Organizations are often a mess. Managers implement all sorts of organizational controls (for example, processes, practices, rules and incentives) to coax employees to do their work in particular ways. Employees often defy managers, performing their work the way they want.
The outcome? Employees feel frustrated that managers are constantly bugging them to perform their work in particular ways that they feel aren’t actually effective. And managers are frustrated that all the work they do to define standardized practices and processes to help their employees is meaningless because the employees don’t actually do what they are told.
A key question for scholars and practitioners alike is how to address this enduring tug of war.
In a recent study, I examined this, asking how organizations can implement new organizational controls that actually help improve performance and make employees more engaged and effective in their roles?
To study this, I spent 18 months in the field at a prominent Canadian hospital analyzing their attempts to implement a standardized practice called the Daily Prep Meeting across a handful of their outpatient clinics. The goal of the practice was to empower employees to proactively plan their day, to improve communication and coordination in the clinics, and, ultimately, to improve the care experience provided to patients.
The new practice required employees—doctors, nurses, clerical staff and the manager—to meet for 15 minutes each morning before clinic started to prepare for the day. During the meeting, they would discuss a series of questions aligned with each of the hospital’s strategic priorities: safety, quality, staff empowerment, innovation, financial health. They asked questions like, “What are some barriers to providing excellent care today?” or “Who is going to need the most support today and how can we help them?”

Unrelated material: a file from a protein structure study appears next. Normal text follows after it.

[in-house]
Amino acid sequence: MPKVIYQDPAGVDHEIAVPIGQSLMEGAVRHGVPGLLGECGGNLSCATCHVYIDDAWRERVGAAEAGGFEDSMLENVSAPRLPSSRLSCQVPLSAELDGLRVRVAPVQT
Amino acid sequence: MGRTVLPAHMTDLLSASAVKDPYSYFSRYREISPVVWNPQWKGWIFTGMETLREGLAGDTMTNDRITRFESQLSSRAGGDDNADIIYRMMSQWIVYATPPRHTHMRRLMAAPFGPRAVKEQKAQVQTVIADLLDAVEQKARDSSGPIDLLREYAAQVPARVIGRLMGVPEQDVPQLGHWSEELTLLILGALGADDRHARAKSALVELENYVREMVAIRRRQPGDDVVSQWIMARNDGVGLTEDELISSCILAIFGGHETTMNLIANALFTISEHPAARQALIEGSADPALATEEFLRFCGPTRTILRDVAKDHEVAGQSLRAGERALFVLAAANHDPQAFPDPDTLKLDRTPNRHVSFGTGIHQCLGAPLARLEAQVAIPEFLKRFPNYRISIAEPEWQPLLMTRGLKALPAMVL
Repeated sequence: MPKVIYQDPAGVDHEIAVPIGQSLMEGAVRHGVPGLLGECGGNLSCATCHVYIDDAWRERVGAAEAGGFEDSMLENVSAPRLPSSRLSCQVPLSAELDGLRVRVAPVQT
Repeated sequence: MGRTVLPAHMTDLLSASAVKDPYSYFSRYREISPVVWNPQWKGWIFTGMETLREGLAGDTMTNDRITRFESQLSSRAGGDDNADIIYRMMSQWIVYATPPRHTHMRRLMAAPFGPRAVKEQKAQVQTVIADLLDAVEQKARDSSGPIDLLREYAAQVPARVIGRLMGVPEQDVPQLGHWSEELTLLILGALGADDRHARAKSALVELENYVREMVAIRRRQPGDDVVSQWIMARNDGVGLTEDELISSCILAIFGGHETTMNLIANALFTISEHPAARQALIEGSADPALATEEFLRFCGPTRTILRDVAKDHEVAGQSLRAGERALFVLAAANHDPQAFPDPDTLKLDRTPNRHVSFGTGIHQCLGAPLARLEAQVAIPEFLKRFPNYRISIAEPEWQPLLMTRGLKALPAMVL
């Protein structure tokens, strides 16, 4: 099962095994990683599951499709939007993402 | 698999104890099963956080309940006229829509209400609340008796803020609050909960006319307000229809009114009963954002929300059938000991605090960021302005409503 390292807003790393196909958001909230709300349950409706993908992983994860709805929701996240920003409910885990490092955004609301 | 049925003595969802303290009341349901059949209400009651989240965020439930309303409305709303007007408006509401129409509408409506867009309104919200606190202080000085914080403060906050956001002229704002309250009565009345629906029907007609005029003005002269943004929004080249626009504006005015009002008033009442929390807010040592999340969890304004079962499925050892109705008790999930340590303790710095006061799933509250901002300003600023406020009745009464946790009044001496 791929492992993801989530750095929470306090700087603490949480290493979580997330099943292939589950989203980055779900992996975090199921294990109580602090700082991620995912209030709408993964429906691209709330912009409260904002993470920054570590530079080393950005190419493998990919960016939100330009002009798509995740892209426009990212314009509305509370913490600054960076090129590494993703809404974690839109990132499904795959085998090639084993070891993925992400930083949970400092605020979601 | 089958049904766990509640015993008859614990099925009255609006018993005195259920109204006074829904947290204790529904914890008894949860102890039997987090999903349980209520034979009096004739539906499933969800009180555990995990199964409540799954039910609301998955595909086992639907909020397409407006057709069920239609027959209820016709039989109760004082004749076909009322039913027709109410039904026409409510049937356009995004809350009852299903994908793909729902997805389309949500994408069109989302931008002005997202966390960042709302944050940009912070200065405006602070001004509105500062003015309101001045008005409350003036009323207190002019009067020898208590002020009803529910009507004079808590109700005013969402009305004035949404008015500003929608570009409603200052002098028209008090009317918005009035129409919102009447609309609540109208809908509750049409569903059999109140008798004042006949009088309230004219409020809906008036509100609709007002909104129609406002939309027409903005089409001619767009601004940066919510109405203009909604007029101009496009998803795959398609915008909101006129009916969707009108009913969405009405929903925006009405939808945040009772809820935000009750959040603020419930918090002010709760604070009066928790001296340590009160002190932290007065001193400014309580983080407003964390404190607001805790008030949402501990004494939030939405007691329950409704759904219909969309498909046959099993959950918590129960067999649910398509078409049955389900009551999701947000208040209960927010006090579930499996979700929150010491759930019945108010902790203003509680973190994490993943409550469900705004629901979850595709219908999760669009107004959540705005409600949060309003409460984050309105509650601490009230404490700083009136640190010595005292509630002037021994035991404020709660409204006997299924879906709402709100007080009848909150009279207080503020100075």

The good news was that many of the employees agreed that the goals of the practice were important. Many of them felt that there were big communication and coordination problems in the clinics. Clinics would often run late, patients would have to wait hours for their appointments, and employees were frustrated with the status quo.
The bad news was that many of the employees provided countless valid reasons why the standardized practice the managers had developed simply would not work in their clinics’ environments. These issues related to the timing of the Daily Prep meetings, who had to be involved, the relevance of many of the questions, and how it would fit into the existing ways of working within the clinics.
The performance improvement team tasked with implementing the new practice argued that the standardized practice was simply a starting point and encouraged the clinic teams to tweak the design to make it work. In essence, the managers’ approach promoted a process of co-creation where they could marry the known benefits of the standardized process with the lived reality of employees’ day-to-day existences within the clinics.
Two-stage learning process of co-creation
Across all the clinics I studied, I saw the implementation of this new organizational control unfold as a two-stage learning process of co-creation.
In the first stage, the clinic teams learned about the mandated control mechanism (for example, the Daily Prep Meeting). Over many iterations of action and reflection, guided by the performance improvement team, the clinic teams converged on their own assessment of whether the new practice could actually achieve the managers’ intended performance outcomes in their clinic.
The clinic’s trajectory in the second stage depended on the first stage’s outcome: if the clinic teams felt the practice could achieve the intended outcomes, they followed the customization pathway. If the teams, however, were convinced the practice could not achieve its intended performance outcomes, they followed the transmutation pathway.